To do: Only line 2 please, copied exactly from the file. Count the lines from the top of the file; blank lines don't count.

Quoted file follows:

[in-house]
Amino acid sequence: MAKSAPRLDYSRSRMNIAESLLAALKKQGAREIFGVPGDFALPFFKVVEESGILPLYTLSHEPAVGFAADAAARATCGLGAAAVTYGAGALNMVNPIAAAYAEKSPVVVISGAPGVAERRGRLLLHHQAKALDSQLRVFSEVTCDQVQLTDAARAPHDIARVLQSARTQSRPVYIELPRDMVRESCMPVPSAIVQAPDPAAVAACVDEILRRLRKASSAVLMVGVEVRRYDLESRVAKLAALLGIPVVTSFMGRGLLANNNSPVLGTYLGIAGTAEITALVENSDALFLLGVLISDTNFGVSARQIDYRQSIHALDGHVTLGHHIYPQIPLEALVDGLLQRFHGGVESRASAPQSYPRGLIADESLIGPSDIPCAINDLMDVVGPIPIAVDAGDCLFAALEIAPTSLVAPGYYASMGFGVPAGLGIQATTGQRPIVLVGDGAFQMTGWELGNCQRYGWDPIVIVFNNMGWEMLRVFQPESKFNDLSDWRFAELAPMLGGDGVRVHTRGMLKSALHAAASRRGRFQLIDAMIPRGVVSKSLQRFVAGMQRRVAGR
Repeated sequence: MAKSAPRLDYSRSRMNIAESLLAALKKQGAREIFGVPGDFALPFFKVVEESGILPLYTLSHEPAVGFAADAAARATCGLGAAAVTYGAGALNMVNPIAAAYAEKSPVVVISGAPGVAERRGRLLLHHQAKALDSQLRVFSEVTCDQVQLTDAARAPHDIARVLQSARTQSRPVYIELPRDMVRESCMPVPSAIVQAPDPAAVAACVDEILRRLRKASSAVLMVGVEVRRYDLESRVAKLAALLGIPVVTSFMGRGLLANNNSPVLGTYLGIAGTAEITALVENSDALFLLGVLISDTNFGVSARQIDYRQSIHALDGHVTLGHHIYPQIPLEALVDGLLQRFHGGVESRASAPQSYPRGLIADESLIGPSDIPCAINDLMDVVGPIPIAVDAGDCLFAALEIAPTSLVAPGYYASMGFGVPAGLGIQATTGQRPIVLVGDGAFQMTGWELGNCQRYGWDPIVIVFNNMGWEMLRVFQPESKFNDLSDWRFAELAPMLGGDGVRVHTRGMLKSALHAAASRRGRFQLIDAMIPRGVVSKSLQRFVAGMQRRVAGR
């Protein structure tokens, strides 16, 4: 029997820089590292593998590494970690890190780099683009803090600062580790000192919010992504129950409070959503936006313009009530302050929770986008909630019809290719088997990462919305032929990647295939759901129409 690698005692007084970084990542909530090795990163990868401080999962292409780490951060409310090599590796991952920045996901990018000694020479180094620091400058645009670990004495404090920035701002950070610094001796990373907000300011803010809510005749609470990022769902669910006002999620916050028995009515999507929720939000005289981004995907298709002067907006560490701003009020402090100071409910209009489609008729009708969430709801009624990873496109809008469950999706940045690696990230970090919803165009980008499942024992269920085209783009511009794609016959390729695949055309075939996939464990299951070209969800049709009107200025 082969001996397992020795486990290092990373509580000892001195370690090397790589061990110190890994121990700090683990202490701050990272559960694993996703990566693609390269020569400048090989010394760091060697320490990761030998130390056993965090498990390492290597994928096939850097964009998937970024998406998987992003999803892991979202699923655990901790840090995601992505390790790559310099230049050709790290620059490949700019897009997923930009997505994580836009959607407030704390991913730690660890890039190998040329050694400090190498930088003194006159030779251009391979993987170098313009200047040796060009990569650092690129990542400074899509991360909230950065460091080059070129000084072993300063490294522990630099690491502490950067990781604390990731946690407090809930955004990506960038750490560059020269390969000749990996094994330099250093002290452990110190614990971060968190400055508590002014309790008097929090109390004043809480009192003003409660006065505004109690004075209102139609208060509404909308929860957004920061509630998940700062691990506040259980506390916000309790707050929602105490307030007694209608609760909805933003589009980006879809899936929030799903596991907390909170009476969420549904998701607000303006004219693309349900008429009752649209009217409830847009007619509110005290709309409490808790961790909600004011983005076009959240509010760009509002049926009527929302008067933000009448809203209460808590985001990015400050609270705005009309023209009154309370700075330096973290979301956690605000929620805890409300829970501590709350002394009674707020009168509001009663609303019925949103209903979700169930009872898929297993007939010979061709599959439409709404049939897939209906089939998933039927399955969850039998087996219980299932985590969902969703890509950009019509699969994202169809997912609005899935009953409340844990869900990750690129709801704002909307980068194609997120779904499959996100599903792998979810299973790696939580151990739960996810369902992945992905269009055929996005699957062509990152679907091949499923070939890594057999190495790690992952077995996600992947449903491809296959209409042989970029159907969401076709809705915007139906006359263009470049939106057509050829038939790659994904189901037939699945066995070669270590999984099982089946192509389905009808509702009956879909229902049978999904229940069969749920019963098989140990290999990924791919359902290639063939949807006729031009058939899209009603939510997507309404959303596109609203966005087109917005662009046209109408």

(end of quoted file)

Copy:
Amino acid sequence: MAKSAPRLDYSRSRMNIAESLLAALKKQGAREIFGVPGDFALPFFKVVEESGILPLYTLSHEPAVGFAADAAARATCGLGAAAVTYGAGALNMVNPIAAAYAEKSPVVVISGAPGVAERRGRLLLHHQAKALDSQLRVFSEVTCDQVQLTDAARAPHDIARVLQSARTQSRPVYIELPRDMVRESCMPVPSAIVQAPDPAAVAACVDEILRRLRKASSAVLMVGVEVRRYDLESRVAKLAALLGIPVVTSFMGRGLLANNNSPVLGTYLGIAGTAEITALVENSDALFLLGVLISDTNFGVSARQIDYRQSIHALDGHVTLGHHIYPQIPLEALVDGLLQRFHGGVESRASAPQSYPRGLIADESLIGPSDIPCAINDLMDVVGPIPIAVDAGDCLFAALEIAPTSLVAPGYYASMGFGVPAGLGIQATTGQRPIVLVGDGAFQMTGWELGNCQRYGWDPIVIVFNNMGWEMLRVFQPESKFNDLSDWRFAELAPMLGGDGVRVHTRGMLKSALHAAASRRGRFQLIDAMIPRGVVSKSLQRFVAGMQRRVAGR